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8 Things to Never Clean with Baking Soda


We’ve all heard that baking soda is a miracle when it comes to cleaning the house. This is because baking soda is abrasive and can break down dirt and grime molecules easily.

But baking soda can’t be used in everything. Its properties mean that it can actually damage certain items! Here are 8 items you should never clean with baking soda.

1. Marble surfaces

You may have heard from many people, including so-called cleaning experts, that marble should be cleaned with baking soda. Whatever you do, don’t believe it! Most stone makers would strongly recommend against doing such a thing.

Although the abrasion caused by baking soda is very slight, using baking soda as a regular cleaning product will slowly damage the top layers that seal and protect the stone. Over time, this will result in scratches on any marble or quartz surface.

Instead of using baking soda, consider the following tips for cleaning marble surfaces:

Choose prevention over cure

Marble is very porous and requires regular maintenance if you want to avoid scratches and stains. Every few months, use a sealer to reseal the marble, making it more resistant to stains. Also, try to keep acidic liquids off the surface.

Clean daily

Just use warm soapy water to clean up dirt and spills. Clean the upper part, rinse with clean water and then dry thoroughly. You can also use a specific cleaning product for marble.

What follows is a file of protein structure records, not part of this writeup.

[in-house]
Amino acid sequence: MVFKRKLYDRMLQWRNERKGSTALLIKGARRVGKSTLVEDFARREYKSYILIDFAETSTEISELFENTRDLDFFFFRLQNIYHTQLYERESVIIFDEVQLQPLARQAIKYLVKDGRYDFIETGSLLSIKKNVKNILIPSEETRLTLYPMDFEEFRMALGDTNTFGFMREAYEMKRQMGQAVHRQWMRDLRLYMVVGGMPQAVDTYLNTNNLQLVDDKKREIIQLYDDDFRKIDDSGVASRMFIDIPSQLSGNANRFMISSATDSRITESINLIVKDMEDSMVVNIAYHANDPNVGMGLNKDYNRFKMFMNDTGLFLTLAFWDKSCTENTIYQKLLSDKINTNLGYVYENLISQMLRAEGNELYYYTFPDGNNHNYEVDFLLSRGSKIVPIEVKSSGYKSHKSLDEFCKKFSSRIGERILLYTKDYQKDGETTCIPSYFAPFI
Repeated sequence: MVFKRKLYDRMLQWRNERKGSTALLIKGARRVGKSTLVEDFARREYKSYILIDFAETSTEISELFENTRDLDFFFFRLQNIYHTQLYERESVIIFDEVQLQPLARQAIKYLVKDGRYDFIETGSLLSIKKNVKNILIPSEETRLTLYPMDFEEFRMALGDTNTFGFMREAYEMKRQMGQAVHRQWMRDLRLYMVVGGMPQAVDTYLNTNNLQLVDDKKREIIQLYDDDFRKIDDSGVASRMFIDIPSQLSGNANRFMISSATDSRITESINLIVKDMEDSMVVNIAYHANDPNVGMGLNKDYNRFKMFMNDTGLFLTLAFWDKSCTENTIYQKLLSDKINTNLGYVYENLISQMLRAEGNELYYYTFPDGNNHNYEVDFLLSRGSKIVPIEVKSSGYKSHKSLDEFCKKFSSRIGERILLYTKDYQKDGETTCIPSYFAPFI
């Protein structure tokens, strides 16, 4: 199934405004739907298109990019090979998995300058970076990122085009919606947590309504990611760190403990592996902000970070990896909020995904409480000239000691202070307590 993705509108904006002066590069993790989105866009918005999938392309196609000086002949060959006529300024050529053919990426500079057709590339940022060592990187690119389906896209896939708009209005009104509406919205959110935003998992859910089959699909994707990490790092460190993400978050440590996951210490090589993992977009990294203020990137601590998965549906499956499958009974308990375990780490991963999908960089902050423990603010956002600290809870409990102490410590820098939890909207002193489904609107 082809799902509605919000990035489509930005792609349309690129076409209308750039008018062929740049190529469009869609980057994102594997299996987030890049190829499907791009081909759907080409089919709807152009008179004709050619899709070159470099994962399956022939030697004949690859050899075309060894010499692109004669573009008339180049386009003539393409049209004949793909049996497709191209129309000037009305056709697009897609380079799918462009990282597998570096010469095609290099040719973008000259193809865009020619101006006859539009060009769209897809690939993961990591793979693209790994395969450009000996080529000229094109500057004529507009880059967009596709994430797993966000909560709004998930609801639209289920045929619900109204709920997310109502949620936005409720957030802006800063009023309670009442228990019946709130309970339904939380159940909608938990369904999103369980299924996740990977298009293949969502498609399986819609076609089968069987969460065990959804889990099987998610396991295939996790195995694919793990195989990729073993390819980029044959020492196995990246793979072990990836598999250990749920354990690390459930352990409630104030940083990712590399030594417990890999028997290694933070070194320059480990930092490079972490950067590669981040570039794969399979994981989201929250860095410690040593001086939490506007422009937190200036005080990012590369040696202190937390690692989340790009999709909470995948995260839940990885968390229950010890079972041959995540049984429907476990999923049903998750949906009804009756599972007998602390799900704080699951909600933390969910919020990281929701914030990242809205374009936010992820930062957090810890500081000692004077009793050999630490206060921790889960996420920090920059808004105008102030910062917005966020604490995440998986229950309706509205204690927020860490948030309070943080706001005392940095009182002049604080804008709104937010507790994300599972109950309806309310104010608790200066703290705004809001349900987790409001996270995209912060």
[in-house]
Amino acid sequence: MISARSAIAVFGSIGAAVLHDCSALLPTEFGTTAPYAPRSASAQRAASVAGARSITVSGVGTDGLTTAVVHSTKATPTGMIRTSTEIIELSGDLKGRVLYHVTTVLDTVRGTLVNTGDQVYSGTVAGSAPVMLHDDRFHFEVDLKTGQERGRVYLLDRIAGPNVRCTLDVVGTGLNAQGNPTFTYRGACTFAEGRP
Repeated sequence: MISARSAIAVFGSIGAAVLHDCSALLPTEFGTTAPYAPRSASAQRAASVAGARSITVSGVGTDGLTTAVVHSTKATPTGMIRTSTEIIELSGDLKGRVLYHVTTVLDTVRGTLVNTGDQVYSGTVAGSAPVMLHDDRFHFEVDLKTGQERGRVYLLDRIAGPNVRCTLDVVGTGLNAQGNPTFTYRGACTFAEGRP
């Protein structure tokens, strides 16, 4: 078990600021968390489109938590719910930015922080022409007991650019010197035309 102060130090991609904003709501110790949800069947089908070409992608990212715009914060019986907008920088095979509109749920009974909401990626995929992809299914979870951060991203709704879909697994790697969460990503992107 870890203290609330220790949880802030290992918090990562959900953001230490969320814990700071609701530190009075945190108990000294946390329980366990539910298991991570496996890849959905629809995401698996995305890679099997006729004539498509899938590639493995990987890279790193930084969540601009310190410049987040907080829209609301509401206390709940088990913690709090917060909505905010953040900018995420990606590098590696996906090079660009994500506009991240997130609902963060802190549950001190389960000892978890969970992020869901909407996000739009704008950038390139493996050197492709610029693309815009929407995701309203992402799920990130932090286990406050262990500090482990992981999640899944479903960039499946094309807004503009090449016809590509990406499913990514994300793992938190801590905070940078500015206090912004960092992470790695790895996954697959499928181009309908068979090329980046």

Cleans up spills and stains quickly

Liquid cleaners with acetone, household detergents, or mineral spirits work wonders for removing stains if they have just begun to set.

Buff scratches gently

You can try removing scratches at the surface level with dry # 0000 steel wool. However, deeper engravings will require professional attention.

2. Wooden furniture and floors

Wood surfaces use sealers to stay strong and pristine, and using baking soda will eventually cause the sealer to wear away, just like marble. However, for wood, that sealant is necessary to avoid major and obvious damage, so the abrasiveness of baking soda is even worse.

To clean wooden furniture, you must:

  • Dust regularly with a soft, dry cloth or a feather duster of some kind
  • Avoid using all-purpose cleaners as much as possible unless the wood has a plastic coating
  • Use cleaning products that contain silicone oil, which will add harsh protection to the surface
  • Mild soap, water, and a clean cloth can be used to remove sticky stains or stains on wooden furniture.
  • Clean up mold with a vacuum cleaner, followed by mild soap, water, and a clean cloth.
  • Older wood furniture can be cleaned with # 0000 steel wool and should be treated with a wax conditioner or orange oil

To clean hardwood floors, specifically hardwood floors, you must:

  • Clean regularly with a broom or microfiber mop, or use a vacuum with a floor brush attachment
  • Mop rarely with a properly diluted wood floor cleaner and wood floor mop; use only wet mopping methods
  • You can try mixing a half cup of vinegar in a gallon of water for a natural homemade wood cleaner, but be sure to do a spot test first, as a little vinegar can cause discoloration.
  • Remove stains with # 0000 floor polish and steel wool

3. Glass

Glass is brittle and scratches easily, so it goes without saying that the abrasiveness of baking soda is detrimental to it. You are better off with: